Languishing artworks battle red tape, apathy at Garhi
As the studio runs out of space, dozens of statues lie abandoned heredelhi Updated: Jun 27, 2016 18:38 IST
The statue of Ahmad Shah Abdali, the 18th century Afghan ruler who vanquished the Marathas in the third battle of Panipat in 1761, lies here. Sharing space with him are a few other historical icons like Nobel laureate Rabindranath Tagore and former Prime Minister Jawaharlal Nehru. The statues are among dozens of statues of prominent personalities that are gathering dust in one corner of the community studio of the Lalit Kala Akademi in Garhi in south Delhi.
Administered by the ministry of culture, the state-run academy set up in 1976 is unique as it is the only community studio in the Capital where artists can get together and give shape to their creativity. However, the sprawling campus spread over 1,272 sqm is fast running out of storage space. Currently, the 50-odd statues, all works of art, are lying amid heaps of waste or covered with plastic sheets. They remain symbols of neglect. The academy officials put the blame on the artists.
“Artists leave back their statues and paintings here. They keep lying here for years. The statue of Abdali has been lying here for more than a decade now. The stock keeps piling and the artists don’t bother to take back their statues,” said Rakesh Jha, assistant manager of the centre.
The artists on the other hand say that it’s the responsibility of the academy to ensure that the artworks remain in good shape. “We are artists. We create art. The academy is supposed to take care of our art. Whatever we make at the academy, it is their property. There is no commercial work done here. Unfortunately, the institute that claims to be a haven for artists is letting dust eat away some of our greatest works,” laments Amitabh Bhaumik, who worked at the studio in 2008.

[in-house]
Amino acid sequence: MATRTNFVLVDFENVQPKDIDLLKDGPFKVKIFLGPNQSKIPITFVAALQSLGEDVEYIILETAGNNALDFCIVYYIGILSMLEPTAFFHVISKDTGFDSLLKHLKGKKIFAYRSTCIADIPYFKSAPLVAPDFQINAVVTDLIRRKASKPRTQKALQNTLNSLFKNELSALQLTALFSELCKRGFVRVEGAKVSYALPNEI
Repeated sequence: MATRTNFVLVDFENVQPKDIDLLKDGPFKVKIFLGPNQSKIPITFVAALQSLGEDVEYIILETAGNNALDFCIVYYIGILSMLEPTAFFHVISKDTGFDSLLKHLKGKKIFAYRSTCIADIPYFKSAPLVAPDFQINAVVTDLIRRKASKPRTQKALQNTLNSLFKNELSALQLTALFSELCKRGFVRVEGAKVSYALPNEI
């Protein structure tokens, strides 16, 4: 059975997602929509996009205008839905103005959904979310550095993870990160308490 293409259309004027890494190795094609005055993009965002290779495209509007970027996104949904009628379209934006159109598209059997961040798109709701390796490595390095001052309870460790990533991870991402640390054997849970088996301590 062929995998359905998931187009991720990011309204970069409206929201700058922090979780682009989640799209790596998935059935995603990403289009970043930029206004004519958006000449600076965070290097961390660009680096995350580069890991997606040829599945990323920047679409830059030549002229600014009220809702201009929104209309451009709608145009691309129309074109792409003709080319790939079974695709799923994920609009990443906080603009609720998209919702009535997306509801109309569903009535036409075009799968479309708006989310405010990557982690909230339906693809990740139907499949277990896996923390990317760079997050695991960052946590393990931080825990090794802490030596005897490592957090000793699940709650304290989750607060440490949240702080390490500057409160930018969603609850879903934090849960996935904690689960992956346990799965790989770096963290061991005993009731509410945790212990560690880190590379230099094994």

The academy, however, remains a major attraction for artists. Currently, there are 104 of them working at the studio. An academy official says that the issue has been brought to notice of the central academy at Mandi House multiple times, but no solution has been found so far.
Due to the space crunch, the Delhi Development Authority (DDA) had earlier allowed the academy to use an adjoining park. However, residents resisted as dust and noise of the constant chiselling by sculptors troubled them. They complained against it and finally the academy had to remove the statues from the park.
“What pains me the most is that we have given our blood and sweat to these art pieces and now they lie abandoned in a corner. We are made to feel that there is no space for our creativity in the country. Nobody values our effort. There are museums in other countries that preserve and celebrate art. Here they are gathering dust. It is heart-breaking for us,” says Devidas Khattri, a sculptor.
The artists said that they had written the academy, DDA and NDMC in 2014 when a few of them were asked to vacate the studios along with their belongings. “We asked them to install the statues in the adjacent park or look for other recreational places where they could be installed. We are still waiting for a response from either of them,” said Khattri.